Out of control Russian spacecraft expected to crash on Friday

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Out Of Control Russian Spacecraft Expected To Crash On Friday

Progress 59P, the Russian spacecraft that started spinning out of control last week, will soon make its way back toward Earth.

The shuttle was filled with supplies and heading toward the International Space Station when it malfunctioned.

It's expected that Progress will come back into the atmosphere on Friday, breaking up as it does so.

Though much of it will burn up upon reentry, falling debris is anticipated.

Exactly where the various pieces will land is unknown, as the spacecraft orbits the planet once every 90 minutes.

An ocean landing site is deemed to be most likely.

According to the head of the debris office at the European Space Agency, there's very little risk that anyone will be hit by the remains of the rogue craft.

The Russian space agency estimates that the total losses resulting from the ship's malfunction will be about 50 million dollars.

Though the supplies headed for the ISS didn't make it there, it's reported that the crew has enough of what they need to last them until the next planned delivery in June of this year.

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Out of control Russian spacecraft expected to crash on Friday
In this Feb. 5, 2014 photo provided by NASA, an ISS Progress resupply vehicle approaches the International Space Station. On Wednesday, April 29, 2015, NASA and the Russian Space Agency declared a total loss on an unmanned Progress capsule, carrying 3 tons of goods to the station. The spacecraft began tumbling when it reached orbit Tuesday, following launch from Kazakhstan, and flight controllers were unable to bring it under control. (NASA via AP)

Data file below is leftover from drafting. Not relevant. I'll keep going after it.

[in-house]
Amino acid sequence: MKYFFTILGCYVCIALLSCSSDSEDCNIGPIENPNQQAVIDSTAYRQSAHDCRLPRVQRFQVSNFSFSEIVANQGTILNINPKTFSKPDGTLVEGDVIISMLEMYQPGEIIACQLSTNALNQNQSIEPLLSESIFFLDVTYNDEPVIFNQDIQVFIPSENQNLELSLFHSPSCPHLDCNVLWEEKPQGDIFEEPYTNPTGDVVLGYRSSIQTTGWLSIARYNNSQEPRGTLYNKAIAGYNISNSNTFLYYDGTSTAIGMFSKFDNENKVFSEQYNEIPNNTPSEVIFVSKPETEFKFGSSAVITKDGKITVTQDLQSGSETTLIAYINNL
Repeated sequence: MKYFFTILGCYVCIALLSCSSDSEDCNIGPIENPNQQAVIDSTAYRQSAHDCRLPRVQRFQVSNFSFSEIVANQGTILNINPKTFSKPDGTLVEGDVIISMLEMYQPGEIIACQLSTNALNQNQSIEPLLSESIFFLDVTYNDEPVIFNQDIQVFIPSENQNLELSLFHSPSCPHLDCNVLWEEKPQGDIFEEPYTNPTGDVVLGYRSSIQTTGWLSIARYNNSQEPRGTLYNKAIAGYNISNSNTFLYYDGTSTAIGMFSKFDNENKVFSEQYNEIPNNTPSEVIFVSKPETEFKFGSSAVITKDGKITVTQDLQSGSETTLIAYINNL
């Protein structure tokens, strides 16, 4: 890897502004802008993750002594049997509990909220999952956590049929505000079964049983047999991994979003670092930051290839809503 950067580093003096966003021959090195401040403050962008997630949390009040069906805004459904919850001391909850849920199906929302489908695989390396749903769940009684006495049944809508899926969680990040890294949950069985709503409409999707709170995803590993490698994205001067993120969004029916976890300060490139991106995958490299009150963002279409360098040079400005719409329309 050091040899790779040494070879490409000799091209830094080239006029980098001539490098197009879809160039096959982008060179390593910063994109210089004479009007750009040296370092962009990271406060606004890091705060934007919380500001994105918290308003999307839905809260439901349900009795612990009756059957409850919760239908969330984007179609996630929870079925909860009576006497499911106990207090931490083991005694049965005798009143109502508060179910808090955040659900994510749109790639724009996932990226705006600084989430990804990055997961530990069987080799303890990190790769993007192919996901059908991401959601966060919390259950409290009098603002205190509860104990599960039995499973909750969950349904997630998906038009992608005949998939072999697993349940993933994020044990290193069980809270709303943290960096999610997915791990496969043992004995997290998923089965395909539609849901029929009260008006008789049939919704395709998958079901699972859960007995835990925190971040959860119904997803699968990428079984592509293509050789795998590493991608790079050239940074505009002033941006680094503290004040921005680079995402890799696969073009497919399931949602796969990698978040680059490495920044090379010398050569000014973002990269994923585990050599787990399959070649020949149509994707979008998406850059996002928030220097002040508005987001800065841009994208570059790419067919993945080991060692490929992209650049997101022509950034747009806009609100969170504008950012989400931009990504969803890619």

The Canadarm 2 reaches out to capture the SpaceX Dragon cargo spacecraft and prepare it to be pulled into its port on the International Space Station Friday April 17, 2015. The Canadarm2 robotic arm will maneuver Dragon to its installation position at the Earth-facing port of the Harmony module where it will reside for the next five weeks. (AP Photo/NASA)
U.S. astronaut Scott Kelly, crew member of the mission to the International Space Station, ISS, gestures prior the launch of Soyuz-FG rocket at the Russian leased Baikonur cosmodrome, Kazakhstan, Friday, March 27, 2015. (AP Photo/Dmitry Lovetsky)
In this image from NASA television astronaut Barry "Butch" Wilmore, left, and Terry Virts begin wiring the International Space Station in preparation for the arrival in July of the international docking port for the Boeing and Space-X commercial crew vehicles early Saturday morning Feb. 21, 2015 to (AP Photo/NASA-TV)
In this image from NASA television astronaut Terry Virts installs an antenna and boom during the third spacewalk outside the International Space Station Sunday March 1, 2015. American astronauts Terry Virts and Butch Wilmore had 400 more feet of power and data cable, as well as two antennas, to install Sunday. (AP Photo/NASA-TV)
Russian Space Agency experts help U.S. astronaut Scott Kelly, crew member of the mission to the International Space Station, ISS, to stand up after inspecting his space suit prior the launch of Soyuz-FG rocket at the Russian leased Baikonur cosmodrome, Kazakhstan, Friday, March 27, 2015. (AP Photo/Dmitry Lovetsky)
The Falcon 9 SpaceX rocket lifts off from Space Launch Complex 40 at the Cape Canaveral Air Force Station in Cape Canaveral, Fla., Saturday, Jan. 10, 2015. SpaceX is on a resupply mission to the International Space Station. (AP Photo/John Raoux)
The Soyuz-FG rocket booster with Soyuz TMA-15M space ship carrying a new crew to the International Space Station, ISS, blasts off at the Russian leased Baikonur cosmodrome, Kazakhstan, Monday, Nov. 24, 2014. The Russian rocket carries U.S. astronaut Terry Virts, Russian cosmonaut Anton Shkaplerov and Italian astronaut Samantha Cristoforetti. (AP Photo/Dmitry Lovetsky)